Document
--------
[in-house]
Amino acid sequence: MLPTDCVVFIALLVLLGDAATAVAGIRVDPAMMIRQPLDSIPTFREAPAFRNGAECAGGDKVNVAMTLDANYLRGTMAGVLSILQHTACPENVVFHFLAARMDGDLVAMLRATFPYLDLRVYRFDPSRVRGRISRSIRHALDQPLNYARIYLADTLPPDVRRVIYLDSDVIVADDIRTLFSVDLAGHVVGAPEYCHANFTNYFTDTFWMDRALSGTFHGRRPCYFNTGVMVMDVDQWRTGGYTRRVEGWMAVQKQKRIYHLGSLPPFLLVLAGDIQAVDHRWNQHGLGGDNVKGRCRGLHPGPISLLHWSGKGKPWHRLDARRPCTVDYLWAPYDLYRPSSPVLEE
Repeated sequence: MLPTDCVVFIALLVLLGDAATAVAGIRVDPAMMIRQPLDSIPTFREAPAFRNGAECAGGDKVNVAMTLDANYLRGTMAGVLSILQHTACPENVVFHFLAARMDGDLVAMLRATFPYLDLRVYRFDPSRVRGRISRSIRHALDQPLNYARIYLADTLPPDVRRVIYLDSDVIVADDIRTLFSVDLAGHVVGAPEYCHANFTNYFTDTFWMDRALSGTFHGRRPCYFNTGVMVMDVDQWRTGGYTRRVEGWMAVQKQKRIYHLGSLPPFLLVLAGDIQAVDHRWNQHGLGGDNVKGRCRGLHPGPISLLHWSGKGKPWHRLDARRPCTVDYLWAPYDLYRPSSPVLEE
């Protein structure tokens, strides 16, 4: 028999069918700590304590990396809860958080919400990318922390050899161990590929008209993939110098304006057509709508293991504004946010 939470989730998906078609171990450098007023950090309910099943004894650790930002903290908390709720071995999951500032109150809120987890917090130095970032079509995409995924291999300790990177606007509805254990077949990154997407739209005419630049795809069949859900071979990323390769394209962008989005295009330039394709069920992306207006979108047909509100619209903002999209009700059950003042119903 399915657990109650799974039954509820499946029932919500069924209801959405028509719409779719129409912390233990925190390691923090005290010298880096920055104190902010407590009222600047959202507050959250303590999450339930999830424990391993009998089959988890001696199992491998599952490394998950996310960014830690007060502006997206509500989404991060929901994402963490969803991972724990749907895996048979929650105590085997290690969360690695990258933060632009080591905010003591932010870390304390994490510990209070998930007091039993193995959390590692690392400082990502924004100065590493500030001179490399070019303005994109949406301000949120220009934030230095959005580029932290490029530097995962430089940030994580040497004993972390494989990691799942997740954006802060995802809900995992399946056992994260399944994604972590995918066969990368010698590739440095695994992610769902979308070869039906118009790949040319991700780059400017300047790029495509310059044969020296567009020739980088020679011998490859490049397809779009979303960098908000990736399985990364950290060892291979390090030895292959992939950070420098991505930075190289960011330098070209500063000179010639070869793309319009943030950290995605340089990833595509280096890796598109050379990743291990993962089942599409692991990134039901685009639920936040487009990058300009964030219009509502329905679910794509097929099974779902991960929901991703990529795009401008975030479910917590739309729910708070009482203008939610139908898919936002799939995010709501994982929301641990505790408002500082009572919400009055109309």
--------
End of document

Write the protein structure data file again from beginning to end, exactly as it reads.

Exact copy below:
[in-house]
Amino acid sequence: MLPTDCVVFIALLVLLGDAATAVAGIRVDPAMMIRQPLDSIPTFREAPAFRNGAECAGGDKVNVAMTLDANYLRGTMAGVLSILQHTACPENVVFHFLAARMDGDLVAMLRATFPYLDLRVYRFDPSRVRGRISRSIRHALDQPLNYARIYLADTLPPDVRRVIYLDSDVIVADDIRTLFSVDLAGHVVGAPEYCHANFTNYFTDTFWMDRALSGTFHGRRPCYFNTGVMVMDVDQWRTGGYTRRVEGWMAVQKQKRIYHLGSLPPFLLVLAGDIQAVDHRWNQHGLGGDNVKGRCRGLHPGPISLLHWSGKGKPWHRLDARRPCTVDYLWAPYDLYRPSSPVLEE
Repeated sequence: MLPTDCVVFIALLVLLGDAATAVAGIRVDPAMMIRQPLDSIPTFREAPAFRNGAECAGGDKVNVAMTLDANYLRGTMAGVLSILQHTACPENVVFHFLAARMDGDLVAMLRATFPYLDLRVYRFDPSRVRGRISRSIRHALDQPLNYARIYLADTLPPDVRRVIYLDSDVIVADDIRTLFSVDLAGHVVGAPEYCHANFTNYFTDTFWMDRALSGTFHGRRPCYFNTGVMVMDVDQWRTGGYTRRVEGWMAVQKQKRIYHLGSLPPFLLVLAGDIQAVDHRWNQHGLGGDNVKGRCRGLHPGPISLLHWSGKGKPWHRLDARRPCTVDYLWAPYDLYRPSSPVLEE
């Protein structure tokens, strides 16, 4: 028999069918700590304590990396809860958080919400990318922390050899161990590929008209993939110098304006057509709508293991504004946010 939470989730998906078609171990450098007023950090309910099943004894650790930002903290908390709720071995999951500032109150809120987890917090130095970032079509995409995924291999300790990177606007509805254990077949990154997407739209005419630049795809069949859900071979990323390769394209962008989005295009330039394709069920992306207006979108047909509100619209903002999209009700059950003042119903 399915657990109650799974039954509820499946029932919500069924209801959405028509719409779719129409912390233990925190390691923090005290010298880096920055104190902010407590009222600047959202507050959250303590999450339930999830424990391993009998089959988890001696199992491998599952490394998950996310960014830690007060502006997206509500989404991060929901994402963490969803991972724990749907895996048979929650105590085997290690969360690695990258933060632009080591905010003591932010870390304390994490510990209070998930007091039993193995959390590692690392400082990502924004100065590493500030001179490399070019303005994109949406301000949120220009934030230095959005580029932290490029530097995962430089940030994580040497004993972390494989990691799942997740954006802060995802809900995992399946056992994260399944994604972590995918066969990368010698590739440095695994992610769902979308070869039906118009790949040319991700780059400017300047790029495509310059044969020296567009020739980088020679011998490859490049397809779009979303960098908000990736399985990364950290060892291979390090030895292959992939950070420098991505930075190289960011330098070209500063000179010639070869793309319009943030950290995605340089990833595509280096890796598109050379990743291990993962089942599409692991990134039901685009639920936040487009990058300009964030219009509502329905679910794509097929099974779902991960929901991703990529795009401008975030479910917590739309729910708070009482203008939610139908898919936002799939995010709501994982929301641990505790408002500082009572919400009055109309």